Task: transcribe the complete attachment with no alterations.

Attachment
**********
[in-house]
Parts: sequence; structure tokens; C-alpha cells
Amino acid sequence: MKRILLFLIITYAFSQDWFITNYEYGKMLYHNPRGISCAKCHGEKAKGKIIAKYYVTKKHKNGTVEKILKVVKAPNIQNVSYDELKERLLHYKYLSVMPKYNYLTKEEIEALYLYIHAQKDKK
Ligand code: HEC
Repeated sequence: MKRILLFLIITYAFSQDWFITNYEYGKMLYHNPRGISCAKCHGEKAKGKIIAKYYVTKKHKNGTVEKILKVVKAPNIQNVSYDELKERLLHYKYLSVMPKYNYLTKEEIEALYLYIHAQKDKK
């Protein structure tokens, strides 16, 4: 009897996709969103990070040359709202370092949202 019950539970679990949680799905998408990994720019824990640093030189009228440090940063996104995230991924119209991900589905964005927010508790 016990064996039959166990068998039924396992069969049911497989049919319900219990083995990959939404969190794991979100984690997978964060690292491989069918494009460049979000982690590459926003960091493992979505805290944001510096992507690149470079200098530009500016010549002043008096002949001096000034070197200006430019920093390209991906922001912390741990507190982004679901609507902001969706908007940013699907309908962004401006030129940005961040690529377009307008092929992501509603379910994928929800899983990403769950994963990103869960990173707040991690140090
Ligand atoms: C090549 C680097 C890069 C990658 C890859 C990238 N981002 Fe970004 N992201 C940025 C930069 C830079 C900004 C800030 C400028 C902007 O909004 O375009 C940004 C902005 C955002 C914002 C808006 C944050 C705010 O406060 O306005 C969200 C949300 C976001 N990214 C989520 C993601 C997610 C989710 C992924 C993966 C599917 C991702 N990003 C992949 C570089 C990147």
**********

[in-house]
Parts: sequence; structure tokens; C-alpha cells
Amino acid sequence: MKRILLFLIITYAFSQDWFITNYEYGKMLYHNPRGISCAKCHGEKAKGKIIAKYYVTKKHKNGTVEKILKVVKAPNIQNVSYDELKERLLHYKYLSVMPKYNYLTKEEIEALYLYIHAQKDKK
Ligand code: HEC
Repeated sequence: MKRILLFLIITYAFSQDWFITNYEYGKMLYHNPRGISCAKCHGEKAKGKIIAKYYVTKKHKNGTVEKILKVVKAPNIQNVSYDELKERLLHYKYLSVMPKYNYLTKEEIEALYLYIHAQKDKK
């Protein structure tokens, strides 16, 4: 009897996709969103990070040359709202370092949202 019950539970679990949680799905998408990994720019824990640093030189009228440090940063996104995230991924119209991900589905964005927010508790 016990064996039959166990068998039924396992069969049911497989049919319900219990083995990959939404969190794991979100984690997978964060690292491989069918494009460049979000982690590459926003960091493992979505805290944001510096992507690149470079200098530009500016010549002043008096002949001096000034070197200006430019920093390209991906922001912390741990507190982004679901609507902001969706908007940013699907309908962004401006030129940005961040690529377009307008092929992501509603379910994928929800899983990403769950994963990103869960990173707040991690140090
Ligand atoms: C090549 C680097 C890069 C990658 C890859 C990238 N981002 Fe970004 N992201 C940025 C930069 C830079 C900004 C800030 C400028 C902007 O909004 O375009 C940004 C902005 C955002 C914002 C808006 C944050 C705010 O406060 O306005 C969200 C949300 C976001 N990214 C989520 C993601 C997610 C989710 C992924 C993966 C599917 C991702 N990003 C992949 C570089 C990147």